A major vegan conference, the Natural Organic and Healthy Nutrition Conference, recently took place in Beijing at the China National Convention Center (CNCC).
The event took place from 5th-6th June and covered 68,000 square meters. Prior to the conference, it was predicted that around 50,000 guests would attend to learn about veganism, and 10,000 vegan lunches would be served.
Event highlights included an appearance from Germany’s Strongest Man 2011 (and vegan), Patrik Babouman, a virtual reality animal welfare experience, produced by Animal Equality, which shows the reality behind factory farming, as well as many talks, workshops, and demonstrations by vegan activists and influencers. An art exhibition also took place, “The Art of Compassion Project”, featuring the work of vegan artists from around the world.
Across China, where meat consumption is the highest in the world, veganism is beginning to take off. In fact, by 2020, the vegan market is expected to rise in the country by 17 percent. The movement is largely being led by young adults, according to Sonalie Figuerias, the founder of media outlet Green Queen. “They are extremely digitally connected, they are looking for meaning in their purchases,” Figuerias told South China Morning Post towards the end of last year. “The more you start asking questions about what is in your food, the less you want to eat processed food and, frankly, factory-farmed meat and seafood,” she added.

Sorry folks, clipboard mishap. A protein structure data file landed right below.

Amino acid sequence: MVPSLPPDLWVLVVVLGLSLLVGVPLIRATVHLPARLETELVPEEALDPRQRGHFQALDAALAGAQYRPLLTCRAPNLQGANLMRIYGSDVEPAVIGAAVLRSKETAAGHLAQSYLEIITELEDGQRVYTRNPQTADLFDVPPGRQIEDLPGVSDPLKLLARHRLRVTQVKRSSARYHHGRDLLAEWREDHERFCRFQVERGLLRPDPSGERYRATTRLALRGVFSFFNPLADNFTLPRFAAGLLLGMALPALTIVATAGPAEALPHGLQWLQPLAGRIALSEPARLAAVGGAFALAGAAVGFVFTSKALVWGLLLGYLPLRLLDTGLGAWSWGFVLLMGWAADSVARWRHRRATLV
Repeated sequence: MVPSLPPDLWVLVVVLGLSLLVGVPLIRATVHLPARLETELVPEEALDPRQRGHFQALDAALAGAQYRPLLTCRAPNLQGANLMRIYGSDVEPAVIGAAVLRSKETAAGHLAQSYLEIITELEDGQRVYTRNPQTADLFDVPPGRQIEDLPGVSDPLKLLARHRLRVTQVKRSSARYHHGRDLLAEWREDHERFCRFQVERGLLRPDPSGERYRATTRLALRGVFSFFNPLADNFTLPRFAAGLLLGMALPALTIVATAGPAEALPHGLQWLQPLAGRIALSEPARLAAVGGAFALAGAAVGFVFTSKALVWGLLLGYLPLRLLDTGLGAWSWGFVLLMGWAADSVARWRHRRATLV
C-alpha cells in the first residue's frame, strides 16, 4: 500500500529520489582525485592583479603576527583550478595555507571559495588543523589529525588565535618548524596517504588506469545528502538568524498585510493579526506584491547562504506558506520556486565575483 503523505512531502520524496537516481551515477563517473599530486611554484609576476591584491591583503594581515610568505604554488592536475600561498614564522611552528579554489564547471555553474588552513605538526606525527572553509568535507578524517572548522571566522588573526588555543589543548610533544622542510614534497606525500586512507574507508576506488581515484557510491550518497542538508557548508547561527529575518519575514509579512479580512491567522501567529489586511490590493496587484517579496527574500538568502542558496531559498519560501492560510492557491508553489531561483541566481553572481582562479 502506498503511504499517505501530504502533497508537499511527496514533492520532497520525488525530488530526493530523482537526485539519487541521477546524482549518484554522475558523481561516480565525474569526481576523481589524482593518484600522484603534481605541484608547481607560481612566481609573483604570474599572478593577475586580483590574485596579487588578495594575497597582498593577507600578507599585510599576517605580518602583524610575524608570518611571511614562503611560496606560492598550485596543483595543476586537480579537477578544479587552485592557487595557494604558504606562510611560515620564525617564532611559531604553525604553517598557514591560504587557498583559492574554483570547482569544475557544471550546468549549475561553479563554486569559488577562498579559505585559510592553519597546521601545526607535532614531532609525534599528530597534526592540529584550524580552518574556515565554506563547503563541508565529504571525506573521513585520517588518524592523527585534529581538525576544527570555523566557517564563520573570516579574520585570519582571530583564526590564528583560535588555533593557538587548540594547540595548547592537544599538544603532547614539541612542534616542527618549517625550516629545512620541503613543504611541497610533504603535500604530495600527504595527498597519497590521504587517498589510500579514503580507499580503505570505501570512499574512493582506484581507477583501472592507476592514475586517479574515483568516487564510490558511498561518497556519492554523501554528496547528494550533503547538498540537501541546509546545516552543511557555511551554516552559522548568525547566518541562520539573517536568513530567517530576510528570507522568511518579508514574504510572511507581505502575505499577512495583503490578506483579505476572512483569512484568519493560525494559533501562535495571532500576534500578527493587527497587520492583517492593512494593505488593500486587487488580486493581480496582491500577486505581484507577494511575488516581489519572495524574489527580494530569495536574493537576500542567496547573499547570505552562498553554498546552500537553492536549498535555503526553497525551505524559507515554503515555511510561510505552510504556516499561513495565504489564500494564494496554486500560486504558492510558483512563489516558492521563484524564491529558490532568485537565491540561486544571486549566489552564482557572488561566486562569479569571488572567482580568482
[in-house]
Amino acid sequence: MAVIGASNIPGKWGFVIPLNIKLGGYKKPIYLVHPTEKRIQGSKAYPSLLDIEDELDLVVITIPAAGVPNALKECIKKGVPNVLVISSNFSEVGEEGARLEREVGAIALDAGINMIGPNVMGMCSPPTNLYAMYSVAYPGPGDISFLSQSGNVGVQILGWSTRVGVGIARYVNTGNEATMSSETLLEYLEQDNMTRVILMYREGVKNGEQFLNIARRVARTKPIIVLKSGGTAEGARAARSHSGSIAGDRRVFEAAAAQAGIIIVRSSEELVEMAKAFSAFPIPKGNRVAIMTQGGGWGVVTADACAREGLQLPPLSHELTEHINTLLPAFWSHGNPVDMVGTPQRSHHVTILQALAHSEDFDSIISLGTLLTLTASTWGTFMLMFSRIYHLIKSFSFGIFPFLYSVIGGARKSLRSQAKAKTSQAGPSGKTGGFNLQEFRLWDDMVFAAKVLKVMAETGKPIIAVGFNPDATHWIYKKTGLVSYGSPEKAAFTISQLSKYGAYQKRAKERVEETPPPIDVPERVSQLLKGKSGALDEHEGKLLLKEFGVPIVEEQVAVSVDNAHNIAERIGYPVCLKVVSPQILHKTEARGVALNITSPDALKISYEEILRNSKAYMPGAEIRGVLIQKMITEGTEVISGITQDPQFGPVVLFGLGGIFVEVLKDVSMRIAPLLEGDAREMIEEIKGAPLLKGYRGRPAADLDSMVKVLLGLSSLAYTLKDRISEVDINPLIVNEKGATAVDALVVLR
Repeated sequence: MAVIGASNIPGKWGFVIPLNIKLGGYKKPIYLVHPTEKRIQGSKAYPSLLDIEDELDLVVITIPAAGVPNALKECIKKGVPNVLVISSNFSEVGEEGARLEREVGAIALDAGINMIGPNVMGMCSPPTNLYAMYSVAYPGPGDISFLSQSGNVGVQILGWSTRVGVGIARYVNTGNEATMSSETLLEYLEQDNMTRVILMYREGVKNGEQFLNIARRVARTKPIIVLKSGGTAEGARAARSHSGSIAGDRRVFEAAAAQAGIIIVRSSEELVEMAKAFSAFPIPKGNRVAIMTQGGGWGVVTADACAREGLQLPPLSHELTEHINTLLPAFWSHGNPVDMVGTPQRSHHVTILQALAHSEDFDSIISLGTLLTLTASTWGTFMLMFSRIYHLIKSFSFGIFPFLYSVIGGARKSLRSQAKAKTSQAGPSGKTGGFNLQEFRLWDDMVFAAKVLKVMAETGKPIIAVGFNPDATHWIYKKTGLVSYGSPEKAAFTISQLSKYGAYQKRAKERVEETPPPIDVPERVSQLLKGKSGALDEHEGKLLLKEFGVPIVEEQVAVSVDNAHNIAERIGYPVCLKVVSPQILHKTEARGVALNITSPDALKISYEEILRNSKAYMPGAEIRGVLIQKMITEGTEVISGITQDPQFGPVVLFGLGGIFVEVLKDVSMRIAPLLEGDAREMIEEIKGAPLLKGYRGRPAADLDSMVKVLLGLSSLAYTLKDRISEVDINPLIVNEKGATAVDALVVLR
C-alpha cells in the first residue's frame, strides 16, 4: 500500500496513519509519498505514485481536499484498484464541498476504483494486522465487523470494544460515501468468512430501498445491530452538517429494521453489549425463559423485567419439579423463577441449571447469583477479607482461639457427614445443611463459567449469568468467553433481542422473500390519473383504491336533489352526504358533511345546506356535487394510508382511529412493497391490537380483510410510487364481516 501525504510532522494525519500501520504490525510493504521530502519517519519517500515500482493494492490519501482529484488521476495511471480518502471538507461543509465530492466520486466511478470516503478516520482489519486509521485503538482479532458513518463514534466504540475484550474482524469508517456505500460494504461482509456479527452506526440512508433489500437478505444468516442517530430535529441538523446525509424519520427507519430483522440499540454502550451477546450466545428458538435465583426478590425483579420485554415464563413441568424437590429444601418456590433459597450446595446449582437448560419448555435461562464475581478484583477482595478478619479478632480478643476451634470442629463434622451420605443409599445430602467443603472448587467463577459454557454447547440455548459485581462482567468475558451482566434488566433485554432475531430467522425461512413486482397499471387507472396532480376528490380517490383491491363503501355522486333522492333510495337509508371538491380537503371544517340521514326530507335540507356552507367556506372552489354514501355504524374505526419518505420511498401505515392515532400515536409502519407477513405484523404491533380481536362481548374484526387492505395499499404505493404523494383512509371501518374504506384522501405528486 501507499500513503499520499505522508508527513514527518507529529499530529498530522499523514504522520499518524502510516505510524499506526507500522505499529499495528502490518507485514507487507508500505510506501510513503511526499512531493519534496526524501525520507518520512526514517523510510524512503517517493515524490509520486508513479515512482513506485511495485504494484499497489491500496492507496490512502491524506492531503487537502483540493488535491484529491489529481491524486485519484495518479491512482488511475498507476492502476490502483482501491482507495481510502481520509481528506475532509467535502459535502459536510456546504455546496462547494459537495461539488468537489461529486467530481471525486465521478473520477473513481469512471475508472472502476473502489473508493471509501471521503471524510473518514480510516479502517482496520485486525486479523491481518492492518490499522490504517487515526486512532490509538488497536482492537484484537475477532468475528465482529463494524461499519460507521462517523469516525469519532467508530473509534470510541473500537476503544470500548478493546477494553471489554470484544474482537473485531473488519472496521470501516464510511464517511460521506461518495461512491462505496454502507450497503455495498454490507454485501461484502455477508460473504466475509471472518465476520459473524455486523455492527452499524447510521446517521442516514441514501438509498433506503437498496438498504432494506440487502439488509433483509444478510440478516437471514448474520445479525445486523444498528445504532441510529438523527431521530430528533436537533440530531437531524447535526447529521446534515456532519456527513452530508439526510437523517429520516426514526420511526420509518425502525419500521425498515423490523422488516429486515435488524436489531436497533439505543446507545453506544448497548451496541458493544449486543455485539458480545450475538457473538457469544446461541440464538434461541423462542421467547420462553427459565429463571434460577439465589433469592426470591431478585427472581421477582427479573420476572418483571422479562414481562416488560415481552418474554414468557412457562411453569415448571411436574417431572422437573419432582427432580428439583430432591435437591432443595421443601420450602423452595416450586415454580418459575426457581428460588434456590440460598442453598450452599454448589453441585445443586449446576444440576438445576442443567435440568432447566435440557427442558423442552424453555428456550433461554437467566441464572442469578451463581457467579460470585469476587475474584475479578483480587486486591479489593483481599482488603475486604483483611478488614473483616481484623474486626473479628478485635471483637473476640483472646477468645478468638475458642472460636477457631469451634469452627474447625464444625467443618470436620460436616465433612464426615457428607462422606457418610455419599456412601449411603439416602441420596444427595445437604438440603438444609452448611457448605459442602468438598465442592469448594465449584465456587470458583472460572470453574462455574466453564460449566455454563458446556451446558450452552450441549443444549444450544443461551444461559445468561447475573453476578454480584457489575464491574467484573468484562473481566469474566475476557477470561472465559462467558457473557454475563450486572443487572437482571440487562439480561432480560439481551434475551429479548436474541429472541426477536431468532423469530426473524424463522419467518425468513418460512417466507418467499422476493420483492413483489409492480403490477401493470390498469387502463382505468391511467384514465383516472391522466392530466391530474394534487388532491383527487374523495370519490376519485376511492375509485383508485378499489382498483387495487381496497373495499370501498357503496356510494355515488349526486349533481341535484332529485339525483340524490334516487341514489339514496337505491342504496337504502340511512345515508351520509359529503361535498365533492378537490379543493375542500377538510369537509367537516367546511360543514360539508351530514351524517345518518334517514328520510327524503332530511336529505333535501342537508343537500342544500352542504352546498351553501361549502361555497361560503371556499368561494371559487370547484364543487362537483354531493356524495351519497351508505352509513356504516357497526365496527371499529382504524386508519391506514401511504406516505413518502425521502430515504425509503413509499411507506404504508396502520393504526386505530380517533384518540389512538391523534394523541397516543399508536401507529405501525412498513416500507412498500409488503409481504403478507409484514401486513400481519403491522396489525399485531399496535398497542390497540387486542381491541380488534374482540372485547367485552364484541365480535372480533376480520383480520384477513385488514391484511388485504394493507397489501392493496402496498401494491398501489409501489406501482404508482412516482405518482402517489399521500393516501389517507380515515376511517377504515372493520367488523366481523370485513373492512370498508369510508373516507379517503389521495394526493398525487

Chinese citizens who do not follow a strictly vegan diet are also starting to reduce their meat intake, driven by health concerns. Thirty-nine percent of consumers in the country are swapping meat for vegetables, tofu, and vegan meat, claimed a new report from the New Zealand Institute for Plant & Food Research Limited in early June.
To further curb the Chinese population’s meat consumption, a new vegan pork was launched back in April by Right Treat, named “Omnipork.” Right Treat was founded by Green Monday creator, David Yeung. “There should be no trade-off between food taste satisfaction and personal well-being,” Yeung stated. “Consumption and enjoyment of this generation should not become liability and suffering for future generations and other beings.”
Image Credit: The Art of Compassion Project